Rent Property to Charity and Win …
Even when there's no income involved.July 2006 By Kathleen A. Stephenson and Lisa B. Petkun
From a charity’s point of view, being able to use property provides a significant benefit, even if the charity doesn’t become the owner. One option that benefits both parties is the rent-free lease. Such an arrangement won’t provide all the tax benefits an outright donation would,
but it’s not without advantages.
The Internal Revenue Code won’t allow a donor to deduct the value of fair
market rent not charged a charitable donee. The donor would be claiming a deduction for income he didn’t receive. Rather, the advantage to the donor is that the rent that otherwise would be included in gross income for federal income tax purposes isn’t received and, as a result, not taxed.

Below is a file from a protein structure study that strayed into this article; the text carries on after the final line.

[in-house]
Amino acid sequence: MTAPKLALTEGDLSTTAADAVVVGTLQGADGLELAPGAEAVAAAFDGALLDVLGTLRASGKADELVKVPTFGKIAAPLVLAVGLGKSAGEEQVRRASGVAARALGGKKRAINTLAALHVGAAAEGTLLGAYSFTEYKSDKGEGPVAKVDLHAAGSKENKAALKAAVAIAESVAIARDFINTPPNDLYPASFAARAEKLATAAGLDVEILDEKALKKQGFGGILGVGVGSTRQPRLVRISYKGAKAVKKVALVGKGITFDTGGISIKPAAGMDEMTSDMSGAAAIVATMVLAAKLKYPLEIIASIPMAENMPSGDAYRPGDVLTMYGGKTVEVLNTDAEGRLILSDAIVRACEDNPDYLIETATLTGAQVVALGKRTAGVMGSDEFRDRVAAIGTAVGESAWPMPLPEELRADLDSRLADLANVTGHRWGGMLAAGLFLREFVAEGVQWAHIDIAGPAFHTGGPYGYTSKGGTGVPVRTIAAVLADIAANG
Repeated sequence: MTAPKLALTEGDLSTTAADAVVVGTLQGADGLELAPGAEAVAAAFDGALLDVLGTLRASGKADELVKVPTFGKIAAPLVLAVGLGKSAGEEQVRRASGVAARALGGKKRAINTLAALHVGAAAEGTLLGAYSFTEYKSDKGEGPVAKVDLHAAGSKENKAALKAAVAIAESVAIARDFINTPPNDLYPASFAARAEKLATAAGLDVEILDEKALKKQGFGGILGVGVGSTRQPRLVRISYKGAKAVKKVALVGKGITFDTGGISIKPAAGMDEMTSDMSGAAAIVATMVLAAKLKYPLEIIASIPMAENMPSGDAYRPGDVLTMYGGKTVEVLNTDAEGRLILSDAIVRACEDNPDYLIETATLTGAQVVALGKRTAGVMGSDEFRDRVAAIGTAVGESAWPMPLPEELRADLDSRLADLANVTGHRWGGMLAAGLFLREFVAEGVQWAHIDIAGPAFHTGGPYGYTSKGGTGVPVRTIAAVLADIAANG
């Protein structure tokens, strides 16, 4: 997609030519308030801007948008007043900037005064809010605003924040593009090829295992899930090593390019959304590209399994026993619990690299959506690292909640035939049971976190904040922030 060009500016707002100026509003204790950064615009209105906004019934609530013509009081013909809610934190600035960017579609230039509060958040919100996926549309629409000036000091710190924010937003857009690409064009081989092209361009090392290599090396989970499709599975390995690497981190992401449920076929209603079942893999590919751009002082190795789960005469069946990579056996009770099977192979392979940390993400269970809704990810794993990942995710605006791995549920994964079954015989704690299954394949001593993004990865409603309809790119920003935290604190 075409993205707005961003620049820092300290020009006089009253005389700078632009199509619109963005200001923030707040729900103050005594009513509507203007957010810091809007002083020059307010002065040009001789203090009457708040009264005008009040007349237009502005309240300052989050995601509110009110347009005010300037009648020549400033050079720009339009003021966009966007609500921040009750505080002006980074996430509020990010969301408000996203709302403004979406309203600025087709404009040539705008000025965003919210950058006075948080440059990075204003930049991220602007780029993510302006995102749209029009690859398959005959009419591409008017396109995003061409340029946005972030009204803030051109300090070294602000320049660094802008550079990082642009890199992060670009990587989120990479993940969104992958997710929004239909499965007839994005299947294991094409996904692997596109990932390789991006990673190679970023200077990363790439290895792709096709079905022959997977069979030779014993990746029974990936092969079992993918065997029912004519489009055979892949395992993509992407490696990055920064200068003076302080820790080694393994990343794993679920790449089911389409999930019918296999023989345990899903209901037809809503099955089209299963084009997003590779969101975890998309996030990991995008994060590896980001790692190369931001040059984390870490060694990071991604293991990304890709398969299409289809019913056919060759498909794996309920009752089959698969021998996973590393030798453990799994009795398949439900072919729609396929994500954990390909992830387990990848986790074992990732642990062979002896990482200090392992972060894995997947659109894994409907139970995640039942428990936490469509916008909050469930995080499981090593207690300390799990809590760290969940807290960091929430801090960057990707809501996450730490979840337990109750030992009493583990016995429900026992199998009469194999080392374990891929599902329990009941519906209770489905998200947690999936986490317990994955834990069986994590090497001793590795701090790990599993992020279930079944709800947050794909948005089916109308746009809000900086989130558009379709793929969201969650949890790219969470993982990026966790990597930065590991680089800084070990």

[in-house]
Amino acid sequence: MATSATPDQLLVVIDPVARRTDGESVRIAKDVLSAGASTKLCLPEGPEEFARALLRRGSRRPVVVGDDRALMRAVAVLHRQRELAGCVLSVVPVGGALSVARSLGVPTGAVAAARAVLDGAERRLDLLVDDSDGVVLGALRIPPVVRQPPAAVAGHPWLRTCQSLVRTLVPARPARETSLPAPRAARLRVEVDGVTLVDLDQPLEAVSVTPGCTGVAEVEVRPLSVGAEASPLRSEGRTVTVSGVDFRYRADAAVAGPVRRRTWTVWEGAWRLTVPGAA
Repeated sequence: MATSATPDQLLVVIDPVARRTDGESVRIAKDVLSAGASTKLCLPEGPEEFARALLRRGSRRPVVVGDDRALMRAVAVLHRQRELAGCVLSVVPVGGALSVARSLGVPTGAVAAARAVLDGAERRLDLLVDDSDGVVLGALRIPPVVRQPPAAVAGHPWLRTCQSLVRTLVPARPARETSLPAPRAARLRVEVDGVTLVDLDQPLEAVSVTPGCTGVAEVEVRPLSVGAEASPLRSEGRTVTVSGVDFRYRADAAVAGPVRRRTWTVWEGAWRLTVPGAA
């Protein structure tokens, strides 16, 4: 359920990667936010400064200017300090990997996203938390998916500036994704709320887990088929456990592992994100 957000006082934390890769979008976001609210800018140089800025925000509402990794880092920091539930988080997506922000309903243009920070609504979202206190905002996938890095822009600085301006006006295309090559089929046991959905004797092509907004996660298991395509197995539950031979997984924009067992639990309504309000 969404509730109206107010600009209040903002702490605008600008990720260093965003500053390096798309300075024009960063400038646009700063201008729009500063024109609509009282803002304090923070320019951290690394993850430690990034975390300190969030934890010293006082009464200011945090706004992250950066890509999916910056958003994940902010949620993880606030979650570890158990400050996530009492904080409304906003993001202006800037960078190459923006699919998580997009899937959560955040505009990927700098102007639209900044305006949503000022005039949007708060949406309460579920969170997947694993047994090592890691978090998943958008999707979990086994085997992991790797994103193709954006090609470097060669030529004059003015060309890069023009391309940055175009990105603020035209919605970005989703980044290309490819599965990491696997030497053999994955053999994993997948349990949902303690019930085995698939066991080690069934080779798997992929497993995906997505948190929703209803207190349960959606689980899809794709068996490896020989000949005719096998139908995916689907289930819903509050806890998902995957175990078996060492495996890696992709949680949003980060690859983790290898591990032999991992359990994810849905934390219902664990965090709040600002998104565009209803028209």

If the donor would rent the property to a tenant and then donate the rental income to charity, the donor would be required to include the rent in income and then claim a charitable deduction. By allowing the charity to use the property rent free, the donor would achieve the result without the necessity of including the rent in income and claiming an income tax deduction for the charitable contribution. Thus, the federal income tax result of such a transaction is straightforward: No income is received, and no income is taxed.
Things to consider
There are, however, federal gift- and estate-tax issues that need to be considered in such a transaction. First, to qualify for a charitable deduction for federal gift- and estate-tax purposes, the donor must convey the entire interest in the property. The only exceptions are charitable split-interest trusts such as a charitable lead trust or charitable remainder trust. These concepts that provide for a charitable and non-charitable interest in an asset have many technical requirements and have been discussed in earlier columns. Giving the right to use property isn’t a transfer of the entire interest in an asset, and therefore the gift of that right will be a taxable transfer for federal gift- and estate-tax purposes.